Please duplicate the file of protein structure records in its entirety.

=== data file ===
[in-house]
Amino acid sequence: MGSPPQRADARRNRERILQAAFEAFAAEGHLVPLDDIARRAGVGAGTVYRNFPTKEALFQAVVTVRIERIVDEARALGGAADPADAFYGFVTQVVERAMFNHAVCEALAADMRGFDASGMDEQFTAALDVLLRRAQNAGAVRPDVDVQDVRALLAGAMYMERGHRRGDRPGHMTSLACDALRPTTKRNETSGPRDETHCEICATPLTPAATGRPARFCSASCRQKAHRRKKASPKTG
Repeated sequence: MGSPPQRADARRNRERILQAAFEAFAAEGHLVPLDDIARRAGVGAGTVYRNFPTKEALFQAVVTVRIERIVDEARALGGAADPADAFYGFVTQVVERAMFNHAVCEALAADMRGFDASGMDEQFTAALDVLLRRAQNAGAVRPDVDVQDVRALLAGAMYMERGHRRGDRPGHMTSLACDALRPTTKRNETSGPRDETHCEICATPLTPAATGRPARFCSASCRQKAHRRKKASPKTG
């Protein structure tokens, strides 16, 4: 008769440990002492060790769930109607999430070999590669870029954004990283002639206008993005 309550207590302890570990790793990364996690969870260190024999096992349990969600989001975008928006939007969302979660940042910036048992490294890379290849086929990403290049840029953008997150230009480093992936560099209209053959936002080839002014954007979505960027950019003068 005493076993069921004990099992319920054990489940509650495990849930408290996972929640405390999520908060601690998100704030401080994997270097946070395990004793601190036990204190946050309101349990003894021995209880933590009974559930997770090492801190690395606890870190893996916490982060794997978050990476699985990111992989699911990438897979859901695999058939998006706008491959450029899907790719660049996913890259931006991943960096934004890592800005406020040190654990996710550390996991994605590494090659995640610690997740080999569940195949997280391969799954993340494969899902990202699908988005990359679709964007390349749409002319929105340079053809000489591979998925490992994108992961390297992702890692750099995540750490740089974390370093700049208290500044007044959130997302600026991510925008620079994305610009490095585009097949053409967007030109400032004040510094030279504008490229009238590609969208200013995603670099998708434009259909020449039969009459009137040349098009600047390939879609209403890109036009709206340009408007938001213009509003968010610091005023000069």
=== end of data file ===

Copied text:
[in-house]
Amino acid sequence: MGSPPQRADARRNRERILQAAFEAFAAEGHLVPLDDIARRAGVGAGTVYRNFPTKEALFQAVVTVRIERIVDEARALGGAADPADAFYGFVTQVVERAMFNHAVCEALAADMRGFDASGMDEQFTAALDVLLRRAQNAGAVRPDVDVQDVRALLAGAMYMERGHRRGDRPGHMTSLACDALRPTTKRNETSGPRDETHCEICATPLTPAATGRPARFCSASCRQKAHRRKKASPKTG
Repeated sequence: MGSPPQRADARRNRERILQAAFEAFAAEGHLVPLDDIARRAGVGAGTVYRNFPTKEALFQAVVTVRIERIVDEARALGGAADPADAFYGFVTQVVERAMFNHAVCEALAADMRGFDASGMDEQFTAALDVLLRRAQNAGAVRPDVDVQDVRALLAGAMYMERGHRRGDRPGHMTSLACDALRPTTKRNETSGPRDETHCEICATPLTPAATGRPARFCSASCRQKAHRRKKASPKTG
């Protein structure tokens, strides 16, 4: 008769440990002492060790769930109607999430070999590669870029954004990283002639206008993005 309550207590302890570990790793990364996690969870260190024999096992349990969600989001975008928006939007969302979660940042910036048992490294890379290849086929990403290049840029953008997150230009480093992936560099209209053959936002080839002014954007979505960027950019003068 005493076993069921004990099992319920054990489940509650495990849930408290996972929640405390999520908060601690998100704030401080994997270097946070395990004793601190036990204190946050309101349990003894021995209880933590009974559930997770090492801190690395606890870190893996916490982060794997978050990476699985990111992989699911990438897979859901695999058939998006706008491959450029899907790719660049996913890259931006991943960096934004890592800005406020040190654990996710550390996991994605590494090659995640610690997740080999569940195949997280391969799954993340494969899902990202699908988005990359679709964007390349749409002319929105340079053809000489591979998925490992994108992961390297992702890692750099995540750490740089974390370093700049208290500044007044959130997302600026991510925008620079994305610009490095585009097949053409967007030109400032004040510094030279504008490229009238590609969208200013995603670099998708434009259909020449039969009459009137040349098009600047390939879609209403890109036009709206340009408007938001213009509003968010610091005023000069």